Once we had a learning event in Messilä, A Finnish ski center near by Lahti. In the seminar agenda, we had written lunch, checkin, keynote, world cafe etc. The trouble was, we had not clarified to the participants what check in meant for us. Thus, when we expected people to be ready to kick off the event, they were at the reception of the hotel checkin themselves in.
We practice and use check in in all our workshops. For us, check in means opening circle of a learning event, where all the participants share something. As our friend Peter Senge once said it:
“Check in is simply answering the question What’s Up?” – Peter Senge
The idea behind check in is to ensure everyone is present both physically and mentally. In check in, us, the participants, create together shared understanding how we are feeling, and also orientating together for the learning event at hand.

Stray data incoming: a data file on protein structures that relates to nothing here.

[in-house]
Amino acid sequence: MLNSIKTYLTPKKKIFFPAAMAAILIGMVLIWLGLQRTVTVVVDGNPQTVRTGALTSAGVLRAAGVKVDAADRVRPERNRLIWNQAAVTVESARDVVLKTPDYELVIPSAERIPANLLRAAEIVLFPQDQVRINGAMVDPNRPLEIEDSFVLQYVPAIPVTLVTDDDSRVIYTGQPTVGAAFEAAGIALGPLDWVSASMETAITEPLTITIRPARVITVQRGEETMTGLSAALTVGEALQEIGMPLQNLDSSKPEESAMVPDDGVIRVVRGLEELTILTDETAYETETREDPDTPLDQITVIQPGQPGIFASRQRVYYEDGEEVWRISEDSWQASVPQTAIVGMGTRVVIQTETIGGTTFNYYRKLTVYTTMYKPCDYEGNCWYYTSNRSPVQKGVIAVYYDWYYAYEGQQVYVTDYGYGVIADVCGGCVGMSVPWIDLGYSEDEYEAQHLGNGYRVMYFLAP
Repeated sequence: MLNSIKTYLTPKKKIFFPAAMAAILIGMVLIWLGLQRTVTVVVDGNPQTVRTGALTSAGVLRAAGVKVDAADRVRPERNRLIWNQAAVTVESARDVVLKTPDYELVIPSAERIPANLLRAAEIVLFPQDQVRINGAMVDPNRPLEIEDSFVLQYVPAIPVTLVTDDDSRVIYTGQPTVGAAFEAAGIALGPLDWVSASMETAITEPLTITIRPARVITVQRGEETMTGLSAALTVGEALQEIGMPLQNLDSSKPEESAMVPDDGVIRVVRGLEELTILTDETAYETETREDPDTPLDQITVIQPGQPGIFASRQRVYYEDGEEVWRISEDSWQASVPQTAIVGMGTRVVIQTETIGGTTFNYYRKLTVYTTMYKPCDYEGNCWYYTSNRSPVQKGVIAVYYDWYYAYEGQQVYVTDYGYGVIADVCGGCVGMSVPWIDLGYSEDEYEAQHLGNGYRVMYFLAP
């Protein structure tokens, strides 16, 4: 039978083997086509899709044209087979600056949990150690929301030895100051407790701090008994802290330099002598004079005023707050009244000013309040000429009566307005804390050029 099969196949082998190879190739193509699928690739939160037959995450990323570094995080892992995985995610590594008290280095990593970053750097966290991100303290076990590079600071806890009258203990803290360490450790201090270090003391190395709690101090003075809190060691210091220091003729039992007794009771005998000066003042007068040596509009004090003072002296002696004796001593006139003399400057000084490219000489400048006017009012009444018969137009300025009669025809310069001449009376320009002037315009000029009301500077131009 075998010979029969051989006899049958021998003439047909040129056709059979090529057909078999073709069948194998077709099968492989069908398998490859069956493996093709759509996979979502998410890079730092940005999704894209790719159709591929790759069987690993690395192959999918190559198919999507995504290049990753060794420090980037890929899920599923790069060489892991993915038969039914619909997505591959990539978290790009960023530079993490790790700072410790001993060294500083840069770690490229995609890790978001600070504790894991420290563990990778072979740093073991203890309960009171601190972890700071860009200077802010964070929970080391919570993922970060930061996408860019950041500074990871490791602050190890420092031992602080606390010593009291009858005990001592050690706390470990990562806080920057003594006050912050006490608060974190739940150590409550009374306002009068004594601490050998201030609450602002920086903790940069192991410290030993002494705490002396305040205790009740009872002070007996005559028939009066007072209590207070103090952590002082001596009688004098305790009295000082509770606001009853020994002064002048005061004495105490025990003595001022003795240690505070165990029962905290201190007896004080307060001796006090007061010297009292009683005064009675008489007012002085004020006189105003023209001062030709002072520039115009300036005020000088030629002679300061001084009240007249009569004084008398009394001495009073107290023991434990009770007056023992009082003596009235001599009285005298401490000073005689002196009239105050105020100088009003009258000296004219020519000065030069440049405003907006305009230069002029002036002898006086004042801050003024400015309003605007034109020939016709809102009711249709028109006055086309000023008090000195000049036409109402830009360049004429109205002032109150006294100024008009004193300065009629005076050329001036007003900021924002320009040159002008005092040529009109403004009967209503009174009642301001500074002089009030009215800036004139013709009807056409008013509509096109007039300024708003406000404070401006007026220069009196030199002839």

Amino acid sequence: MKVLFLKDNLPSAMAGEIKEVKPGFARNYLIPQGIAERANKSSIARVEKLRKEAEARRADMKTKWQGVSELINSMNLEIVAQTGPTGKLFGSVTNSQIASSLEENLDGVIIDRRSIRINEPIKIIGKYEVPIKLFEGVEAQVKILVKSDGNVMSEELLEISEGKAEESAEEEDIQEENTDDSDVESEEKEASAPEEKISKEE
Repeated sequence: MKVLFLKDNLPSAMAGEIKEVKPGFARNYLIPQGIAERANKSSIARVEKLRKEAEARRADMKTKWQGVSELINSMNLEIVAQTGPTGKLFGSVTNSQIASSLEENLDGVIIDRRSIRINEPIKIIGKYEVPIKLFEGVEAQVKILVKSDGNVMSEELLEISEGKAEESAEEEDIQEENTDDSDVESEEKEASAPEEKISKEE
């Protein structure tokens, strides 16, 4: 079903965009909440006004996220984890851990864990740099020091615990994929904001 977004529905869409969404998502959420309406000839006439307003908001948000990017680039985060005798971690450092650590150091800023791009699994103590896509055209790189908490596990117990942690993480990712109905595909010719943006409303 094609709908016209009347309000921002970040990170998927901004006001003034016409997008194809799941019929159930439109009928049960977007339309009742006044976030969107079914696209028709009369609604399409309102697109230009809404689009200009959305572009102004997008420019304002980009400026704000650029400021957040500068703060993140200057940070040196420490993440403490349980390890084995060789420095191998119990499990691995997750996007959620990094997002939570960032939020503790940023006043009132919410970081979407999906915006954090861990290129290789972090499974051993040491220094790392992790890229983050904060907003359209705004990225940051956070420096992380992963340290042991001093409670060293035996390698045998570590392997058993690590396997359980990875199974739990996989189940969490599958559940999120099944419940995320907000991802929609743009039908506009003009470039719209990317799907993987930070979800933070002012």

Sometimes more detailed check in questions may come handy. Sometimes some facilitators and hosts use check in questions such as what is your expectation for today? Or what brings you here today? Or what questions you hold now? For us, however, it is more about simplicity. Check in is about making sure everyone is there, and that everyone shares something. Check in leads to better dialogue and thus better results. Taking time to check in may sometimes feel like waste of time, but I disagree on that. Usually in our check in’s, people share real feelings and thoughts from their heart, and that way we get the learning event or meeting into good speed and right level.
Another metaphor for check in comes from music. Like a jazz band who comes together for a jam session, we also need to tune ourselves into the session. That happens by everyone sharing what’s up.
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Design Lead, Action Learning Coach at Monkey Business